Data Structures - Singly Linked Lists

Posted by Annette on April 20, 2019

A singly linked list consists of many nodes each node contains data and points at the next node. The last node in the list points to null which is how you know you reached the end. The front of the list is the head node.

The following is some Javascript code showing initialization of the LinkedList and Node classes.

constructor() {
this.size = 0
}

///Other methods here

end

class Node {

constructor(data, next) {
this.data = data
this.next = next
}

}

Head Node —> Node —> Node —> Node —>…more nodes… –> null

It is a very simple structure. It does not require that nodes are next to each other in memory and because of this is very easy to add and remove from the head of the list. It can be done in constant or O(1) time which is the best possible time complexity.

let node
if (!!data) {
node = new Node(data, this.head)
this.size += 1
} else {
return null
}
}

if (this.size != 0) {
this.size -= 1
}
}

A downside to this structure is that it is more expensive to search for something in the list or add/remove to the end (instead of th head). Every node has to be iterated through until we accidently run into the node that contains the data we are looking for or until we reach the end or until the next pointer points to null.

// finds the Node that contains the data. If it doesn't exist returns null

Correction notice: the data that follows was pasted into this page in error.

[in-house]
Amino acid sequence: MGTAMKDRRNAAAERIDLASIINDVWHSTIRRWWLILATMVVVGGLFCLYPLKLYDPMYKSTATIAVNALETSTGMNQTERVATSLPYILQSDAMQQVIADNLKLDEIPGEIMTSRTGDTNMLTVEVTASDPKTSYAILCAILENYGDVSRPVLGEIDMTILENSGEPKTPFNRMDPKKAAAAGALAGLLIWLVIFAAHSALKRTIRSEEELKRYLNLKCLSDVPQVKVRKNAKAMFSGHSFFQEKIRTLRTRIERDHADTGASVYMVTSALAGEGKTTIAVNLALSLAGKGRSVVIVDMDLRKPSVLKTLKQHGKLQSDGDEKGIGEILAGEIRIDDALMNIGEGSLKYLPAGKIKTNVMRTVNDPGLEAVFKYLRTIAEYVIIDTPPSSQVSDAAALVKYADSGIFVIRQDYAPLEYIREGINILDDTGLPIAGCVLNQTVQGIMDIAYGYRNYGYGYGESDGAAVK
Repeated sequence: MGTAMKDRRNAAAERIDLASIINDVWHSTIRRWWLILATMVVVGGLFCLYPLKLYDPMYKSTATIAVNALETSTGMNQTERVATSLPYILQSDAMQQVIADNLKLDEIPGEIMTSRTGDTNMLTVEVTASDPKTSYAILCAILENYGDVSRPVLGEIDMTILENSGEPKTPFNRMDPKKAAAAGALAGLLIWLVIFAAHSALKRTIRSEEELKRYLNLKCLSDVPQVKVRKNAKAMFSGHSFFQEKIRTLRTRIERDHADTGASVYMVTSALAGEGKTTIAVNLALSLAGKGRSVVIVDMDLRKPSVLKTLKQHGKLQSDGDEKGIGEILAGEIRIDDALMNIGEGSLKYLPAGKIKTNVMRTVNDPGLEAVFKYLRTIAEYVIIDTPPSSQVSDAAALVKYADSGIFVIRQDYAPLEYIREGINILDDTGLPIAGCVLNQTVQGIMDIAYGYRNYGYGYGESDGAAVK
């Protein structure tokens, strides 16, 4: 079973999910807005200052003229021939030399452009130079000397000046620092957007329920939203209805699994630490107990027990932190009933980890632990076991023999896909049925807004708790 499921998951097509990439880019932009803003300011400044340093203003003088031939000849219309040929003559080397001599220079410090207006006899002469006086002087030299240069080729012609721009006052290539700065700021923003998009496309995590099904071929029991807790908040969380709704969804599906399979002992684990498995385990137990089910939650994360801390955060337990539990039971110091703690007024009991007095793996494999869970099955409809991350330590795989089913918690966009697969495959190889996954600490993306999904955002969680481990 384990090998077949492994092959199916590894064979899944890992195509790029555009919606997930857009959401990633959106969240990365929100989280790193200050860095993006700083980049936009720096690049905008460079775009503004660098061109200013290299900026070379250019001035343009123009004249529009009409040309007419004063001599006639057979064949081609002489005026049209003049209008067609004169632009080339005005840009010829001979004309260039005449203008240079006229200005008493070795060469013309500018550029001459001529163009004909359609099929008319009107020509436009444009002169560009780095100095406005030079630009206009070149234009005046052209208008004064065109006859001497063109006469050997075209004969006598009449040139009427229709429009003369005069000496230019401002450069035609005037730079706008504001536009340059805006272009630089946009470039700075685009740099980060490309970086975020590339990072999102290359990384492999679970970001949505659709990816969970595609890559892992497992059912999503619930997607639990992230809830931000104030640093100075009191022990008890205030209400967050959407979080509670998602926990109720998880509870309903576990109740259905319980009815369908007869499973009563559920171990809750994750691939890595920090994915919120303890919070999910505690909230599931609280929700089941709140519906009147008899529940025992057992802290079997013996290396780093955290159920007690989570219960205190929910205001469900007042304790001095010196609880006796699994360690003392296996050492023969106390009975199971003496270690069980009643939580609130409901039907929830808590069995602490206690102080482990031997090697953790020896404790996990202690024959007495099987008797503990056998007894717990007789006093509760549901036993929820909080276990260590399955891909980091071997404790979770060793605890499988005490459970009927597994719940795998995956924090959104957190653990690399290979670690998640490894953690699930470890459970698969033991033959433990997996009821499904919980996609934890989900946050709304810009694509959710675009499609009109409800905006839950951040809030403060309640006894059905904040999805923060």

find(data) {
let current = this.head
while (current != null) {
if (current.data === data) {
return current
} else {
current = current.next
}
}
return null
}

let node
let size = this.size
let current = this.head

if (!!data) {

// when list is empty just add to head
if (current === null) {
} else {

// otherwise find the end of the list and add a Node
while (size > 0) {

// if size === 1 than it is the last node. Add new Node to end.
if (size === 1) {
node = new Node(data, null)
current.next = node
this.size += 1
}
// size is > 1 than decrement size and check the next Node
current = current.next
size -= 1
}
}
} else {
return null
}
}

Since we have to traverse the list each time this results in O(n) complexity which is not optimal.

Inserting and deleting from the middle of the list is equally as difficult since we have to create our new node and point it to the ‘next’ node before we mode the current node’s next to the new node. Else we have no pointer and the list is lost.

insertAtIndex(data, index) {
let node
let current
let size = this.size

// check if !!data and if index is within bounds
if (!!data && index >= size - 1 && index >= 0) {

// base case if list is empty or if adding to head
if (current == null && index === 0 || index === size-1) {
return true
}
// base case when adding to tail
if (index === 1) {
return true
}

// find spot before index and insert to next Node
while (size > index) {
if (size - 1 === index) {
node = new Node(data, current.next)
current.next = node
this.size += 1
return true
}
current = current.next
size -= 1
}

}
return false
}

This is why the structures are often used for Stacks and Queues instead of storing data that needs to be organized in any sort of way. With a Stack we are always manipulating the last thing added because it is a last in first out (LIFO) structure and a Queue is a first in first out (FIFO) data structure. We can talk about those a different day.

Here’s a link to my JS linked-list code